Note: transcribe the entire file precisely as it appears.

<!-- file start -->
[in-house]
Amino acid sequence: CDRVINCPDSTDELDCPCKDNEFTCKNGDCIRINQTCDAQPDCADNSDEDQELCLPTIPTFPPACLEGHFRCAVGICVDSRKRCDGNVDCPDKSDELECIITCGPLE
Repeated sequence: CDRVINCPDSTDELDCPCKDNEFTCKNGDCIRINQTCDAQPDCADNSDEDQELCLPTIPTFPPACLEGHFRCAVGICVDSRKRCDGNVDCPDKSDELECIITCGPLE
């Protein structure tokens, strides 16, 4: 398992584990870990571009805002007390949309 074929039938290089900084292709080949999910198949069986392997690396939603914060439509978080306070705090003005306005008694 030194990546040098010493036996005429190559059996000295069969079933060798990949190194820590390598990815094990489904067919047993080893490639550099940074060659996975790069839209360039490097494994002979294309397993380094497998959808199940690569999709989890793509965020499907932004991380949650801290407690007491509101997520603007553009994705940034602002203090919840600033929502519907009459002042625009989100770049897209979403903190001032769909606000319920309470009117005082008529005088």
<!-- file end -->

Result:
[in-house]
Amino acid sequence: CDRVINCPDSTDELDCPCKDNEFTCKNGDCIRINQTCDAQPDCADNSDEDQELCLPTIPTFPPACLEGHFRCAVGICVDSRKRCDGNVDCPDKSDELECIITCGPLE
Repeated sequence: CDRVINCPDSTDELDCPCKDNEFTCKNGDCIRINQTCDAQPDCADNSDEDQELCLPTIPTFPPACLEGHFRCAVGICVDSRKRCDGNVDCPDKSDELECIITCGPLE
């Protein structure tokens, strides 16, 4: 398992584990870990571009805002007390949309 074929039938290089900084292709080949999910198949069986392997690396939603914060439509978080306070705090003005306005008694 030194990546040098010493036996005429190559059996000295069969079933060798990949190194820590390598990815094990489904067919047993080893490639550099940074060659996975790069839209360039490097494994002979294309397993380094497998959808199940690569999709989890793509965020499907932004991380949650801290407690007491509101997520603007553009994705940034602002203090919840600033929502519907009459002042625009989100770049897209979403903190001032769909606000319920309470009117005082008529005088």